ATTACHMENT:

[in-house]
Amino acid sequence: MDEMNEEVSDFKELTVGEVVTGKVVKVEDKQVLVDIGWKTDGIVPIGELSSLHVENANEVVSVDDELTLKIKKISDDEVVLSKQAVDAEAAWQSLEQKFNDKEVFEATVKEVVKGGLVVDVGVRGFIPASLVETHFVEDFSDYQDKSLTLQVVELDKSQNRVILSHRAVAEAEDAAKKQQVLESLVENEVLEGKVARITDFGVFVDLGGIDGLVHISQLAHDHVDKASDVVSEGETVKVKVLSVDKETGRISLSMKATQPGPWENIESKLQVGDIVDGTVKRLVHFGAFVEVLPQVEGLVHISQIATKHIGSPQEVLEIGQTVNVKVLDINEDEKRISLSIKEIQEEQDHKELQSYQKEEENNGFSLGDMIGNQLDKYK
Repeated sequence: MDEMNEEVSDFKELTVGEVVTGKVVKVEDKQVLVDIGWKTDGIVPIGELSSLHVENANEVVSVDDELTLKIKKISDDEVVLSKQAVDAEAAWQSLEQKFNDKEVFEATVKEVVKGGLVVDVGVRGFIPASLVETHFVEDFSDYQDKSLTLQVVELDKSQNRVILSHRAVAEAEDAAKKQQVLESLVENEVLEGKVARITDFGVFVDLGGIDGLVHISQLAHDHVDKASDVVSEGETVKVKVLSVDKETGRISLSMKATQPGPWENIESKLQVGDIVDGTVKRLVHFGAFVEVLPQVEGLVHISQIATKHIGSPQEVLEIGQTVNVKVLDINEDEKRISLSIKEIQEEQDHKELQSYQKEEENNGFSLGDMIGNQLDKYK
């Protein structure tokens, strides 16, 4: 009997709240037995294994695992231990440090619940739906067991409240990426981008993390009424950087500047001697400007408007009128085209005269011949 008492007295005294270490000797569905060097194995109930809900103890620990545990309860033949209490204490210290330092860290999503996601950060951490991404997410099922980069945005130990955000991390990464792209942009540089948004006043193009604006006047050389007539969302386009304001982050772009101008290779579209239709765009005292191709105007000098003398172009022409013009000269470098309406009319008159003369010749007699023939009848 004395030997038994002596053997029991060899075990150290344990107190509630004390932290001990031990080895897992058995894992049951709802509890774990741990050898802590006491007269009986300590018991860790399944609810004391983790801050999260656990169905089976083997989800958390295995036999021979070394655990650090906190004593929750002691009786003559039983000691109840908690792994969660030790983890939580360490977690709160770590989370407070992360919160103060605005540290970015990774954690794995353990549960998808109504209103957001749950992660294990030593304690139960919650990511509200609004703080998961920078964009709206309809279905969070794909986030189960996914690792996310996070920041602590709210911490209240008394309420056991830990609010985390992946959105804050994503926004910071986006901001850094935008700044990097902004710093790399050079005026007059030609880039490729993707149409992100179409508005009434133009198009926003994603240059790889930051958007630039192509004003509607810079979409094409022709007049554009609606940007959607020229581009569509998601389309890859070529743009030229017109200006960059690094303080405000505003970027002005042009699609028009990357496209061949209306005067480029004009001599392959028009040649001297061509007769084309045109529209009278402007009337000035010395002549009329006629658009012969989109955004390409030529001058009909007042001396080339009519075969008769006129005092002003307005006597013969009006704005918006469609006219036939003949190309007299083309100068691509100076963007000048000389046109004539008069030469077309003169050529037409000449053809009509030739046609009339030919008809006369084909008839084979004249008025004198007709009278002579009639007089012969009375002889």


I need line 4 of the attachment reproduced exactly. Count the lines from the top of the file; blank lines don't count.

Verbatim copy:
């Protein structure tokens, strides 16, 4: 009997709240037995294994695992231990440090619940739906067991409240990426981008993390009424950087500047001697400007408007009128085209005269011949 008492007295005294270490000797569905060097194995109930809900103890620990545990309860033949209490204490210290330092860290999503996601950060951490991404997410099922980069945005130990955000991390990464792209942009540089948004006043193009604006006047050389007539969302386009304001982050772009101008290779579209239709765009005292191709105007000098003398172009022409013009000269470098309406009319008159003369010749007699023939009848 004395030997038994002596053997029991060899075990150290344990107190509630004390932290001990031990080895897992058995894992049951709802509890774990741990050898802590006491007269009986300590018991860790399944609810004391983790801050999260656990169905089976083997989800958390295995036999021979070394655990650090906190004593929750002691009786003559039983000691109840908690792994969660030790983890939580360490977690709160770590989370407070992360919160103060605005540290970015990774954690794995353990549960998808109504209103957001749950992660294990030593304690139960919650990511509200609004703080998961920078964009709206309809279905969070794909986030189960996914690792996310996070920041602590709210911490209240008394309420056991830990609010985390992946959105804050994503926004910071986006901001850094935008700044990097902004710093790399050079005026007059030609880039490729993707149409992100179409508005009434133009198009926003994603240059790889930051958007630039192509004003509607810079979409094409022709007049554009609606940007959607020229581009569509998601389309890859070529743009030229017109200006960059690094303080405000505003970027002005042009699609028009990357496209061949209306005067480029004009001599392959028009040649001297061509007769084309045109529209009278402007009337000035010395002549009329006629658009012969989109955004390409030529001058009909007042001396080339009519075969008769006129005092002003307005006597013969009006704005918006469609006219036939003949190309007299083309100068691509100076963007000048000389046109004539008069030469077309003169050529037409000449053809009509030739046609009339030919008809006369084909008839084979004249008025004198007709009278002579009639007089012969009375002889």